will be arrived at by estimating
the cost of reproducing the
plant in its present condition and
the present receipts and nec
essary expenditures, striking
a just profit therefrom after 1
allowance for maintenance; still
others contend that Portland
prices tire tho only ones upon
which the rate question should
be settled. The engineer of the
water department states that
that city at present owns 630
miles of water pipes laid, includ
ing all sizes and the main line
from the reservoirs. There are.
according to Superintendent
uocigo s annual report, recently
published, 54,481 service connec
tions to tho 530 miles of wntcr
mains, or an average of a little
over one hundred to the mile.
The local company has thirty
miles of pine and about 1200 ser
vice connections, mnkingnn aver
ago of forty service connections
to the mile. Thus it will bo seen
that Portland has two and ono
half times as many connections
to the mile as has St. Johns.
and, therefore, that city can so-
euro as much revenue from each
mile of pipo by only charging
each consumer two-fifths of tho
St. Johns rate, it is contended.
st how tho Railroad Commis
sion will decido is simply con
jecture, and it matters littlo so
that it is dono in n justandequi
tablo manner. It is only natur
al that peoplo should seek to get
commodities as low as possible,
but if they can bo assured be
yond doubt that the prico is not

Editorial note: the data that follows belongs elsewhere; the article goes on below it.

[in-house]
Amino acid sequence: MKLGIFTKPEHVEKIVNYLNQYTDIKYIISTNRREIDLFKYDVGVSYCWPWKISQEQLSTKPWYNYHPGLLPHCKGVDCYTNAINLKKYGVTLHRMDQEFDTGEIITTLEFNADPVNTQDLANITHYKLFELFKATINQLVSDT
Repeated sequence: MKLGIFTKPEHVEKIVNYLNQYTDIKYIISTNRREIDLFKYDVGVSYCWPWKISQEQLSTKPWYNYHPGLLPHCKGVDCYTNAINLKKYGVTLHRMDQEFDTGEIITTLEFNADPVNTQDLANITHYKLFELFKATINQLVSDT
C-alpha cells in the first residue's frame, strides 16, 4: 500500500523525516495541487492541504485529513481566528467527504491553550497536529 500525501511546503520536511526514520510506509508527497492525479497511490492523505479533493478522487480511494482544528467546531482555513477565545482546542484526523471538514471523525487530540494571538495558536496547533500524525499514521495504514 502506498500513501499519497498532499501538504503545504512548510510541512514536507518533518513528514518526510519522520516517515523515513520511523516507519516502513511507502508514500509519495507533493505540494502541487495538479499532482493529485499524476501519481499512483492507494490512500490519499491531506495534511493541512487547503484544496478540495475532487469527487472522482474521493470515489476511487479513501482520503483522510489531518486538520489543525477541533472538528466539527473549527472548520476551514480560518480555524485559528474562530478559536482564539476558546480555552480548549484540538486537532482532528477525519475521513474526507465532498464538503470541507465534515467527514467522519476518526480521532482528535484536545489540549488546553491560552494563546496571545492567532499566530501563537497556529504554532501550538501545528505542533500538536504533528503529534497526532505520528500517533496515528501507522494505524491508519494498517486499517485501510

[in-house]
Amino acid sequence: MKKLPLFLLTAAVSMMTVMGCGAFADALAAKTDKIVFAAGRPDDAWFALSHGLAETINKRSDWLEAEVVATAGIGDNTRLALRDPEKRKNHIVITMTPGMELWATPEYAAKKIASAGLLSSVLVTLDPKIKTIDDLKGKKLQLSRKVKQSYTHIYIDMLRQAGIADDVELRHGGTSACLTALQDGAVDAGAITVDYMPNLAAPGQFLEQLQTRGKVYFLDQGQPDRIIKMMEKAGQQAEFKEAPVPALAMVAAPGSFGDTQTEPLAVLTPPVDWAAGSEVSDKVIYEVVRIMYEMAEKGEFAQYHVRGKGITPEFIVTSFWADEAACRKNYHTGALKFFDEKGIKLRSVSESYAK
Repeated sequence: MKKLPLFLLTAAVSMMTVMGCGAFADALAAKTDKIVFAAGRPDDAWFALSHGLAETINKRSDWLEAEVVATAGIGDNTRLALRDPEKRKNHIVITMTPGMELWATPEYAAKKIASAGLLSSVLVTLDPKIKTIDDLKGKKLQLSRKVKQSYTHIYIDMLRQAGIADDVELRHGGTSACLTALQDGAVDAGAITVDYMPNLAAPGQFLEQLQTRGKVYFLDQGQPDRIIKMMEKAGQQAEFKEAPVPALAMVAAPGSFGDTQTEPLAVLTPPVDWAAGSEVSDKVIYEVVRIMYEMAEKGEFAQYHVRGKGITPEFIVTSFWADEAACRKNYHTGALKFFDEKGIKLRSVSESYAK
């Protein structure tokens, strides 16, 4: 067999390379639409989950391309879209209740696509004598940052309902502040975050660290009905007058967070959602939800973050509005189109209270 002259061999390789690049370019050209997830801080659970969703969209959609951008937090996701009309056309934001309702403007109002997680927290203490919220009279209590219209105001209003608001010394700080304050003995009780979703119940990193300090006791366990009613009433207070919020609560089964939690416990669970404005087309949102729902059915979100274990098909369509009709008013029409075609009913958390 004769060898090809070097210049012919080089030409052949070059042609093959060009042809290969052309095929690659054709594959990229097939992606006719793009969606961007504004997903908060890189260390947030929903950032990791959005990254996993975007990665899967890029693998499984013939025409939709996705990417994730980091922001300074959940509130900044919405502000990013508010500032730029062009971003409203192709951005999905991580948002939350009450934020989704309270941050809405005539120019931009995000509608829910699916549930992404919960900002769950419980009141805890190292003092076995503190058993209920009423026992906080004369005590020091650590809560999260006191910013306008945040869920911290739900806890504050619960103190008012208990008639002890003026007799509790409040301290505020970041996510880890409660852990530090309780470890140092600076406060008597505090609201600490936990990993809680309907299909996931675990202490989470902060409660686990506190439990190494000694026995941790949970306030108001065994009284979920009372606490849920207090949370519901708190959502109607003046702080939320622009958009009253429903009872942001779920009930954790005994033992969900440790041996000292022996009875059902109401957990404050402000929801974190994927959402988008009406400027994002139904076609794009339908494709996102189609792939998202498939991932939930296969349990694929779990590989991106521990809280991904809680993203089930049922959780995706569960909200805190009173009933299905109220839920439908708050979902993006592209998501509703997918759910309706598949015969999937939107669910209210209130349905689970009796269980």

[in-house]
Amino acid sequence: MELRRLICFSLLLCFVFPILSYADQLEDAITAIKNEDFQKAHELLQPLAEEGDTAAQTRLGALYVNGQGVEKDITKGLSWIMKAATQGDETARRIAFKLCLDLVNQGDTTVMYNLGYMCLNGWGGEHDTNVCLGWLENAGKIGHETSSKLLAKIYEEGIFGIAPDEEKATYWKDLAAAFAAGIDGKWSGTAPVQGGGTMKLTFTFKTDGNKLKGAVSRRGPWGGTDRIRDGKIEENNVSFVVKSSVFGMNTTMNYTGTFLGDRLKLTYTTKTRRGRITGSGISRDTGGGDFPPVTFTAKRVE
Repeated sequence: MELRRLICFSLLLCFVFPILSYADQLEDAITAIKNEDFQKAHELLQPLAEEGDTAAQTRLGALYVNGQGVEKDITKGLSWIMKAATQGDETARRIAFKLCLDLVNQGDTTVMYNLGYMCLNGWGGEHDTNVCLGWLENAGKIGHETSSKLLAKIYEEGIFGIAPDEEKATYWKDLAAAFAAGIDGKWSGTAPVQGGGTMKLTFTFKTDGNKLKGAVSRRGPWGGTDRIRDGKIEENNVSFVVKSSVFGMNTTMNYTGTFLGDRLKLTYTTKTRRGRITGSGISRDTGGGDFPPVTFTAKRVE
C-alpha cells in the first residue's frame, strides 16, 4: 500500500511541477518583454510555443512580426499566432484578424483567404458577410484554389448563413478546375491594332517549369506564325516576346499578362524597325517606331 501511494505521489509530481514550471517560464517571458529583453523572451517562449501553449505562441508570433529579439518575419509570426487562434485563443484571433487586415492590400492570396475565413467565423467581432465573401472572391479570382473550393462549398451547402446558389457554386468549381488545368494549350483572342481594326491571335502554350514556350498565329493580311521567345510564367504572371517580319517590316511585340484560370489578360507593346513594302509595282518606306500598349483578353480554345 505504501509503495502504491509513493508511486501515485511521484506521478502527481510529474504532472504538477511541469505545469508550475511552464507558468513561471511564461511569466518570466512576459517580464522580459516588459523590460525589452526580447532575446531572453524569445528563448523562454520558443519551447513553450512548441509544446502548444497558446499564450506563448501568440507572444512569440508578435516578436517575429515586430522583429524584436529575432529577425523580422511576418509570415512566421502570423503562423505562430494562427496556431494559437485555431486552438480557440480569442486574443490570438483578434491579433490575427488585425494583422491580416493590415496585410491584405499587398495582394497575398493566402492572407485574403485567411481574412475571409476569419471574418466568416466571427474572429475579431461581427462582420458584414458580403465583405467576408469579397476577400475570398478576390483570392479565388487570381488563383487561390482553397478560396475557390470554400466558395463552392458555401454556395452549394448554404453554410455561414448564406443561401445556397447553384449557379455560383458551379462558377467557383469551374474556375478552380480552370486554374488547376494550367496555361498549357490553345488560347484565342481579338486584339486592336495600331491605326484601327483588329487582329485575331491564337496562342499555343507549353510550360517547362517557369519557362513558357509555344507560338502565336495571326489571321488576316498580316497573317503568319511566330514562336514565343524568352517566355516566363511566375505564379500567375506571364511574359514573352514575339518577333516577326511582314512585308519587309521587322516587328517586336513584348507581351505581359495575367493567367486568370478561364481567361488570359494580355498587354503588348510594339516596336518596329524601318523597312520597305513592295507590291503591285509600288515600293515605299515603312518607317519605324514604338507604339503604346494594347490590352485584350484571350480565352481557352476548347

excessivo few will complain.
W. R. C. tiim
On Friday of last week the W.
R. C. met at tho hospitable home
of Mrs. Sallio Nolen of 515 North
Hnyes street, St. Johns. In
spito of the intense cold thero
was a large attendance, all eager
to commence on the big day's
work awaiting us, but twenty
, ! - -,11 1 1 Af ,
pairs 01 wining nanus soon lieu
tho threo nuilts. Thon wo re
paired to the dining room where
so varied and bountiful a lunch
con awaited us that our first
thought was that one of their
handsome daughters had slipped
off on tho sly and committed
matrimony, but inquiry develop
ed the fact that wo was celebra
ting Mrs. Nolan's birthday.
That sho may enjoy many more,
surrounded by true friends, was
the wish of all. for if there is
any ono who deserves a long and
happy hie, it is bister Nolan.
After doing our best to relieve
the table of its toothsome load,
we took stock of our day's work
three quilts tied, one dollar
fifty for our treasury, an unusual
ly fine luncheon, and day of en
joyment Yes, we had a jolly
good time. -Keporter.
A deal has recently been closed
through tho Office of Shenard,
Mills & Rogers, for the sale to
John Bingham, of four lots in
Willbndge addition near the
Standard Oil plant on the Linn-
ton boulevard for approximately
$4,000 and of three lots adjoin
ing to Joseph McClelland for
$3,100. Mr. Bingham has start
ed work on an apartment house
to be erected on his property,
which will have six apartments
of five rooms each. The details